March 27, 2012
VSU Partnership Leads to an Interview with an Olympic Hopeful
VALDOSTA -- Every Tuesday and Thursday, Dr. Gina Doepker can be
found on the second floor of Westside Elementary School helping a
special group of third graders develop the skills necessary to
become effective communicators.
The Valdosta State University Department of Early Childhood and Special Education professor works with the students using a balanced approach to reading instruction, focusing on vocabulary; fluency; writing, decoding, and comprehension strategies; and other skills. When the 2012-2013 school year rolls around, students at Westside Elementary School who require extra reading support will work one-on-one with volunteers from the James L. and Dorothy H. Dewar College of Education-based Ruby R. Sullivan Literacy Center.
On Tuesday, Doepker talked to the Westside Elementary School students about the London 2012 Olympic Games, which are set to begin on July 27. She shared with the boys and girls some information about the history of the Olympic games and asked them to design their very own Olympic flag. She then delivered a bit of good news.
The 18 students in Linda Taylor’s reading class had been selected to represent the Peach State and interview an Olympic athlete through the Colorado Springs Olympic Training Center Kids Ask Questions Project. Gymnast Andrew Elkind, a member of the United States Men’s Senior National Team, answered the students’ questions on video, which can be viewed at http://csotcathletelife.blogspot.com/.
“This is great, great news,” Creacy Sermons, Westside Elementary School principal, said as the students, including 8-year-old Alex Miller and Jasmine Gibbs, celebrated.
In the coming days, Doepker said the students will write letters to their favorite U.S. Olympic hopeful. She said they were encouraged to read about the Olympics and the men and women who hoped to be chosen to represent the USA at the 2012 summer games.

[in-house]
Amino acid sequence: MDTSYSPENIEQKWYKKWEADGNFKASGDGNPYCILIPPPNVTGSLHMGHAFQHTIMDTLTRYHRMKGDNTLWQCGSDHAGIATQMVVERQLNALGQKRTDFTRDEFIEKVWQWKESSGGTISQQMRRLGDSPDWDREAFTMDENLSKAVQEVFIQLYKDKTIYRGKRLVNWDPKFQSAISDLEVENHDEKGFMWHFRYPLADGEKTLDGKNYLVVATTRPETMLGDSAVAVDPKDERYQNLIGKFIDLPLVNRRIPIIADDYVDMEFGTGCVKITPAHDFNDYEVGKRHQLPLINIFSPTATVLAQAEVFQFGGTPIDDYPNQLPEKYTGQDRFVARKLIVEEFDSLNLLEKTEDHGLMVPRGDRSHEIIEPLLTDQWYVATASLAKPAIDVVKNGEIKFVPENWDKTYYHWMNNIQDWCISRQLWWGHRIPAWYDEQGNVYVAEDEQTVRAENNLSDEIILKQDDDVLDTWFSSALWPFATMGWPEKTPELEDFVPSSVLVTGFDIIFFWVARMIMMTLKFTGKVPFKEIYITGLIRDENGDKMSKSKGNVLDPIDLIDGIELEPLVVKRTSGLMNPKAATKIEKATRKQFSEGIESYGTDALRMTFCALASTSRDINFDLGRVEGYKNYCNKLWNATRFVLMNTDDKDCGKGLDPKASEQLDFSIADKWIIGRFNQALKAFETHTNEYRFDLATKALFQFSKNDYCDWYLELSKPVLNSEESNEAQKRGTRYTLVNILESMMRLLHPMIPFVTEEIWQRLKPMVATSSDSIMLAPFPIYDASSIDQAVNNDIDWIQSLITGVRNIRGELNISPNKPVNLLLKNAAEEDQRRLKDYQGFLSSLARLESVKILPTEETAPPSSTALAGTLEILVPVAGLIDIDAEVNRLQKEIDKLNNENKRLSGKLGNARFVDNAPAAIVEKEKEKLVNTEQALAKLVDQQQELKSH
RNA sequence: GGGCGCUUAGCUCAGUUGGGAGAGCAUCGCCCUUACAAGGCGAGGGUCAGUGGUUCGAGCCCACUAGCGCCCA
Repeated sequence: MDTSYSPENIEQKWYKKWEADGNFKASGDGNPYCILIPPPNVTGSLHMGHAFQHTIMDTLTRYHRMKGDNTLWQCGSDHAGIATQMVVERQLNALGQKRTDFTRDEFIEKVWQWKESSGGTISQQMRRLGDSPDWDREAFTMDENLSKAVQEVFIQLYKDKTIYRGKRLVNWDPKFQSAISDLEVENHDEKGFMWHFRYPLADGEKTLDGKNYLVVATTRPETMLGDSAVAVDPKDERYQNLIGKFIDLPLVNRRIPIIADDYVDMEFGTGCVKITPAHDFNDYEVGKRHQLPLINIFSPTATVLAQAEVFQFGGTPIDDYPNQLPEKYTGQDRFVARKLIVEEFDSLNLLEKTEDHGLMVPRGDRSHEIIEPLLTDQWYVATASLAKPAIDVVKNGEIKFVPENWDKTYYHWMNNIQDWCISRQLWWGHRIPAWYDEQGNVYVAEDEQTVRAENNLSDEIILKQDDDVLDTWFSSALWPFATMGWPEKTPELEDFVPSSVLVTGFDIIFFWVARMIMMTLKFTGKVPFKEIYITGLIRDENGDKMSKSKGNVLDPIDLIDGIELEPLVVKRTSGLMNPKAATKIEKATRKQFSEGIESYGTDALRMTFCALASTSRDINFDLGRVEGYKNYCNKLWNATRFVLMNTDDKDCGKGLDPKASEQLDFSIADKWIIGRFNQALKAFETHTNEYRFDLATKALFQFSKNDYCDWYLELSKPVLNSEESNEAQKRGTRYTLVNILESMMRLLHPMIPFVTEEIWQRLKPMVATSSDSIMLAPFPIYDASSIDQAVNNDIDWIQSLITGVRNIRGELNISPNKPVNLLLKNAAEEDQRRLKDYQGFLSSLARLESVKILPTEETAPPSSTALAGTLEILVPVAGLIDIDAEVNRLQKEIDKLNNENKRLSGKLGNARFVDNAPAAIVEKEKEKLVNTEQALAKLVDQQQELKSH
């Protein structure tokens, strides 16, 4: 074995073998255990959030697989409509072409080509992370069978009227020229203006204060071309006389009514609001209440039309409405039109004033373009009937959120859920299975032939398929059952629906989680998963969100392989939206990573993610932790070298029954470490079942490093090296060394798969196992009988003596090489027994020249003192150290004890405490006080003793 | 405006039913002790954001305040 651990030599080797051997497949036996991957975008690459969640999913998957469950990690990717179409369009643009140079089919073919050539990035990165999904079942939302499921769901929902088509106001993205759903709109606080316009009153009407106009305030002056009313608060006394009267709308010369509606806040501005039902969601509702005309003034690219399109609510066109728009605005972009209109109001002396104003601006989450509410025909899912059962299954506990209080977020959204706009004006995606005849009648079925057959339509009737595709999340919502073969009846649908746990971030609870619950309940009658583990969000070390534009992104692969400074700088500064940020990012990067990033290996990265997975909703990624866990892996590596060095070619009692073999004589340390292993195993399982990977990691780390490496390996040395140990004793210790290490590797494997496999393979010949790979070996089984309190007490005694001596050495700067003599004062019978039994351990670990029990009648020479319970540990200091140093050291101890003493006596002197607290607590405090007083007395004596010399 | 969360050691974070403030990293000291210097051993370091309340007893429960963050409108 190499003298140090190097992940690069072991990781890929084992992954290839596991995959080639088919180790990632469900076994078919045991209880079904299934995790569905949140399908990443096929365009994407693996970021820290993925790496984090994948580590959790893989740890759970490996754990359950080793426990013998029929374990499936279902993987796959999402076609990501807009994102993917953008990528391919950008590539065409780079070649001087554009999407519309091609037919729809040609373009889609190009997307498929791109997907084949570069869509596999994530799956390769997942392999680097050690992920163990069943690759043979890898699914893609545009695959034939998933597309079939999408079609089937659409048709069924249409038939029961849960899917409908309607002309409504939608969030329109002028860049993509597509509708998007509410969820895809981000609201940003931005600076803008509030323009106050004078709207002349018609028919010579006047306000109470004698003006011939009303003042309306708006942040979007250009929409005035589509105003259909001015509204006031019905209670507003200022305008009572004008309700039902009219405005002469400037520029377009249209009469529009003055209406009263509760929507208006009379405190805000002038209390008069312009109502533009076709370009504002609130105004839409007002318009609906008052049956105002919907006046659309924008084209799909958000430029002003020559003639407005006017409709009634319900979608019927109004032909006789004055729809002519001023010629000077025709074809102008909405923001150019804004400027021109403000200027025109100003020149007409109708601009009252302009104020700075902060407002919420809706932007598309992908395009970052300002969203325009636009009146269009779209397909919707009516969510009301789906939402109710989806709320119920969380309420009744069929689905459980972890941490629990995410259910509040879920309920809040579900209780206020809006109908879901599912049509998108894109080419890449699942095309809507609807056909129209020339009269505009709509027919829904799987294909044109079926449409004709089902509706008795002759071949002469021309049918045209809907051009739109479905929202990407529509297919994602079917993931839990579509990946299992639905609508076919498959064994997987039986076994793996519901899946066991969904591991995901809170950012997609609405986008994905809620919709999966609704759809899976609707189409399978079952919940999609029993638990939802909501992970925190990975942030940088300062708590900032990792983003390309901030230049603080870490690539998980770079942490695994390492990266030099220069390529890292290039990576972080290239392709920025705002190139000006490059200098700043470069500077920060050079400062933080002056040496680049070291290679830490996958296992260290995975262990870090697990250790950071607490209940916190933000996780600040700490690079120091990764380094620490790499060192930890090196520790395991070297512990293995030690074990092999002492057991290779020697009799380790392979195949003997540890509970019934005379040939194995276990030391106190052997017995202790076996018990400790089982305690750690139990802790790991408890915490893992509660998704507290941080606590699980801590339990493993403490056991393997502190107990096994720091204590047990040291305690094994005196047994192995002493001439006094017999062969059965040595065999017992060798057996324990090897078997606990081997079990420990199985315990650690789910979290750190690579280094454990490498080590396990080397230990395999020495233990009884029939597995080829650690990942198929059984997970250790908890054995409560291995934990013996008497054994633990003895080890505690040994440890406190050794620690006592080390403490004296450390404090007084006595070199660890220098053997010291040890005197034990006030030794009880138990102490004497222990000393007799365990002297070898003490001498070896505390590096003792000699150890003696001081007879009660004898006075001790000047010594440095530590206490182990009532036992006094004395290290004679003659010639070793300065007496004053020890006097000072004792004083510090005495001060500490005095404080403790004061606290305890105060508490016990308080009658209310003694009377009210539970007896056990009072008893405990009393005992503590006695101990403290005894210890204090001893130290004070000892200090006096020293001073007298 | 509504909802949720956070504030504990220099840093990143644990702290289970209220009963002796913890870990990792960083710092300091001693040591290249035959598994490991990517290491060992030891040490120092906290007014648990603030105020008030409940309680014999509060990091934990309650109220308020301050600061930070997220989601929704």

Taylor noted that Doepker’s efforts are making the third graders in her reading class better communicators, better readers, and better writers.
“This is a wonderful partnership between VSU and Westside,” she said. “It’s amazing the difference something like this makes in these kids’ lives.”
The Ruby R. Sullivan Literacy Center’s mission is to be an integrated system of care for the children and families of Valdosta and surrounding areas with a focus on building children’s literacy skills, motivation, and confidence. The center serves children in grades kindergarten through five, but programs are being developed for middle school and high school students, said Doepker.
The Ruby R. Sullivan Literacy Center offers several programs designed to help children in the elementary grades build literacy skills, gain confidence, and be more motivated to want to read for both pleasure and study:
• Literacy Education Assessment Program (LEAP): This is a literacy tutoring program that involves VSU pre-service teachers assessing the community children’s current literacy skills, developing specific literacy goals, providing one-on-one research-based literacy instruction and intervention, and monitoring the children’s literacy development progress.
• Blazing Through Books Program: This feeder program for LEAP pairs VSU athletes and students with community children in one-on-one and small group literacy skill-building activities, such as reading, writing, listening, and speaking.
• Multidisciplinary Child Advocacy Team (M-CAT): Through this program, any and all departments at VSU, as well as interested community organizations, provide identified services for the community children and families, such as comprehensive assessments, health screenings, family support and therapy, content area tutoring, shadowing opportunities, adult literacy, and much more.
• Dear Blazer Buddy: This is a pen pal program that pairs community children with VSU athletes and students. It is designed to get the children involved in a reading and writing activity that is fun and motivating.
• Blazer Books Television Series: This is a developing program that gives all VSU faculty, staff, and students, as well as area public schools, organizations, and others the opportunity to read and/or recommend their favorite childhood book on camera. The third graders from Westside Elementary School are set to film the first series on April 19. They will be recommending books related to the summer Olympic sports they have been reading about all semester.
VSU has had some sort of literacy outreach initiative since 1989.
According to the National Information Center for Children and Youth with Disabilities, approximately 10 million children in the United States have difficulty reading. Of these children, 10 to 15 percent eventually drop out of high school and only two percent complete a four-year college degree.
For more information, please contact Dr. Gina Doepker, Ruby R. Sullivan Literacy Center director and professor in VSU’s Department of Early Childhood and Special Education, at (229) 333-5625 or email@example.com.